By Rick Riozza
When it comes to treating one’s body at a fancy resort—especially out here in our tourist desert, besides all the stylistic massages going on, adding “essential oils” and/or lotions seem to really bump-up the experience.
And most therapy programs at spas, resorts, private businesses, and medical health offices concur that combining aromatherapy with massage can truly relax your senses, helping to reduce any anxiety and tension you may be experiencing. The healing touch of massage releases endorphins. These are hormones known as “feel good chemicals” because they have natural pain relief and stress reduction properties.
Geez!—and to boot, I bet there are some sessions that are conducting wine tastings as well! Sign us up stat!
Of course we wine enthusiasts have been experiencing aromatherapy in a different more culinary way, simply by enjoying a nice glass of wine. Especially those classic aromatic white wines that include Sauvignon Blanc, Riesling, Gewürztraminer, Moscato, Pinot Gris, Viognier, and Torrontès. Although we drink up the Sauv Blanc most of the time here in the desert, we still have a dedicated fan group for Riesling, Pinot Gris, and Moscato (still or sparkling); and for the autumn favorite: Gervurtz!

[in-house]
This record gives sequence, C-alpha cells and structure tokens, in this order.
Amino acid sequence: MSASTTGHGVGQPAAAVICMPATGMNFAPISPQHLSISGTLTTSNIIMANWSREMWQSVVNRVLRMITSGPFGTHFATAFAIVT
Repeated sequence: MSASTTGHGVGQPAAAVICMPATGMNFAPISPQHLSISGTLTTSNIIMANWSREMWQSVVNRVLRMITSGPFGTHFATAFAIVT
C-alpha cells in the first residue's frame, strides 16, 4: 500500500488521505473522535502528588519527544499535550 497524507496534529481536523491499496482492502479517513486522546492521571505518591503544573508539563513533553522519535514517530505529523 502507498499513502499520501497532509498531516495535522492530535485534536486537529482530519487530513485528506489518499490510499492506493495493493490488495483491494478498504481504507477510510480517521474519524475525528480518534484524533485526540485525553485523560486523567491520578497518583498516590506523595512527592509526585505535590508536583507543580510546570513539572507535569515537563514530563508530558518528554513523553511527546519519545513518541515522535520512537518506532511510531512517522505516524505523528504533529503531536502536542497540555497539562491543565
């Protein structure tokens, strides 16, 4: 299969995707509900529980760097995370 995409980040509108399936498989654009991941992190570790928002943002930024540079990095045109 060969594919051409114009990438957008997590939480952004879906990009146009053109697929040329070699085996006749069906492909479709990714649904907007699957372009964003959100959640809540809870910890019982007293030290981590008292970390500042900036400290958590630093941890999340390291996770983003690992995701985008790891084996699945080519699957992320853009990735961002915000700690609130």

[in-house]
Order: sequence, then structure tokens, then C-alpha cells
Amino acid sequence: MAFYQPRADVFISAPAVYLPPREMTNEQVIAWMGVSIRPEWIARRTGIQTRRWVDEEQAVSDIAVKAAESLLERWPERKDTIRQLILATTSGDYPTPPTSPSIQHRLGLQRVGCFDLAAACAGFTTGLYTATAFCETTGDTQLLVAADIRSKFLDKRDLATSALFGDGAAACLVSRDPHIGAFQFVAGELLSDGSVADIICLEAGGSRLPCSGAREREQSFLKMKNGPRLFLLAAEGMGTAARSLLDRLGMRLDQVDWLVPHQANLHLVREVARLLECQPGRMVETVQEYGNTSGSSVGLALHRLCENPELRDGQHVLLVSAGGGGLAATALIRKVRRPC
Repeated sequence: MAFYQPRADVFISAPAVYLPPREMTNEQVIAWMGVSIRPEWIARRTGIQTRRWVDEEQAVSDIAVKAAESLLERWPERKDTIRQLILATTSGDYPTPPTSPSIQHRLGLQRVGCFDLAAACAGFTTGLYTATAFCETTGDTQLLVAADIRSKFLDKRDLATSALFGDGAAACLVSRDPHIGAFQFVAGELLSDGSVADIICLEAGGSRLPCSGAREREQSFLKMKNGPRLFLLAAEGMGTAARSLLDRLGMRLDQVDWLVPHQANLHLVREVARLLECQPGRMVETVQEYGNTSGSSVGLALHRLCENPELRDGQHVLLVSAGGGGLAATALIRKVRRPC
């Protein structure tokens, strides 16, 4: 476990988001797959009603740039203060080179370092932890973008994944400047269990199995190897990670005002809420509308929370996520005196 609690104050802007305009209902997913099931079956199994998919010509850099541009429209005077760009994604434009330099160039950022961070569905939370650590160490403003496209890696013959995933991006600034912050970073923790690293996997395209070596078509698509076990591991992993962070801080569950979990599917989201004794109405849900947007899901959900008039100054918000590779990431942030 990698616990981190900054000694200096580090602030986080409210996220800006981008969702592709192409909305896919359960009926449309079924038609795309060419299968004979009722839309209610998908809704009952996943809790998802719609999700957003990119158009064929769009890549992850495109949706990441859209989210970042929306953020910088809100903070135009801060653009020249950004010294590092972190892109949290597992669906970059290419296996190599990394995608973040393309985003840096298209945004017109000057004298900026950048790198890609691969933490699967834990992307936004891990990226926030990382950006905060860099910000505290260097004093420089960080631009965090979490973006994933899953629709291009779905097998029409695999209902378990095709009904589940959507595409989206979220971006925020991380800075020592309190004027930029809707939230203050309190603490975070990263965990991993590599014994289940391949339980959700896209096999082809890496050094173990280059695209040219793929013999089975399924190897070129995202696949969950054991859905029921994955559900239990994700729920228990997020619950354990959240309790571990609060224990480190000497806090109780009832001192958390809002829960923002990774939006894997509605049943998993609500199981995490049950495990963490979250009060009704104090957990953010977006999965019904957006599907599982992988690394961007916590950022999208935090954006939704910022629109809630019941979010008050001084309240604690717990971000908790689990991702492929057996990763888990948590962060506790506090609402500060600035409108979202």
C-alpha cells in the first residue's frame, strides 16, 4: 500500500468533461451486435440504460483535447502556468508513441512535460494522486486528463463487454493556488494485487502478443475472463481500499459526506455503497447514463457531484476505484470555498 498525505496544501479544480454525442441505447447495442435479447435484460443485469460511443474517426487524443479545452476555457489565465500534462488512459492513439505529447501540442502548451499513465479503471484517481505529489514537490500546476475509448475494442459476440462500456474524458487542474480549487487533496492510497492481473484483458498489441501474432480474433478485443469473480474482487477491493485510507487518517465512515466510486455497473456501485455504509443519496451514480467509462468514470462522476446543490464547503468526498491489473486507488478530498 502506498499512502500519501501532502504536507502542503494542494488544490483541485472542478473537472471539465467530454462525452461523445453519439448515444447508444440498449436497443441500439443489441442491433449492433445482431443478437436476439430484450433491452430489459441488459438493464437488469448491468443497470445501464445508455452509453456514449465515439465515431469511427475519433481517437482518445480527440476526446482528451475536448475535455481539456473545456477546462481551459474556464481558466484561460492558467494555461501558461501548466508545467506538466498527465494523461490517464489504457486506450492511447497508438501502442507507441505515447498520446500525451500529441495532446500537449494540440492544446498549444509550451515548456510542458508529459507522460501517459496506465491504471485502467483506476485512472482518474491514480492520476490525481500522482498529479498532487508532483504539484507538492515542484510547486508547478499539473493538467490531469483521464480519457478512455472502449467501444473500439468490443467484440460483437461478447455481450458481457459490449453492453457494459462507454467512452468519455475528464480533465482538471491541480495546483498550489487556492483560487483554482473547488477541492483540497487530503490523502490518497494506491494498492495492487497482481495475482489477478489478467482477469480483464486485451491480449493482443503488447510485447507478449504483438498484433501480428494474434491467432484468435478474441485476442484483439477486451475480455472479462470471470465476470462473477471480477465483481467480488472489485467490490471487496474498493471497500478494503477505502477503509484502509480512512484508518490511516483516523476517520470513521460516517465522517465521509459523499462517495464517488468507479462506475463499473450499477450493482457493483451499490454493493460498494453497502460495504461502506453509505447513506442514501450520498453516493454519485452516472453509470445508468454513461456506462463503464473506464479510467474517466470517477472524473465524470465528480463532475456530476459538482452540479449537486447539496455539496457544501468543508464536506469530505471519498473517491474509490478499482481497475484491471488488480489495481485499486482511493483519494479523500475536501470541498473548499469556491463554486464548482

On the red side of things, one has to admit that Pinot Noir fits the bill along with Syrahs, Zinfandels, and red blends—which are usually made up from a combo of Syrah, Zin, and Petite Sirah. (We can probably through in the Sangiovese Grosso, from Brunello di Montalcino—but we’ll keep that for, yet, another Italian wine article!)
Clearly, what makes for a full-on aromatic wine, are those that have intense floral scents, fragrances, and—well, bouquets! resulting from unique aromatic compounds found in white wine grapes.
For you nerds, you know that these aromatic compounds are called monoterpenes (a subgroup of terpenes.) Terpenes and monoterpenes are found in many aromatic plants and flowers like roses, geranium, pine, lavender, and more. The monoterpenes compound produces the rich, distinct aromas of orange blossom, rose petals, and honeysuckle in whites.
Now because these aromatic wines are so fragrant, most of us enjoy a glass every so often—as an apéro or just having a chilled glass of wine for the afternoon. We usually go for the more subtle wines that stay in the background during dinner. Again, a savvy blanc—albeit aromatic, does work well with light fare and seafood.
For those so interested: apart from the natural aromas and flavors of a particular grape, the aromatic qualities of the grape varietals can also be enhanced during vinificadion: Any vacation trip to a winery, you’ll quickly learn that the use of native yeast during the fermentation process is standard practice, but it’s crucial in the making of aromatic wines. That’s because the native yeasts release esters, which naturally enhance the wine aroma.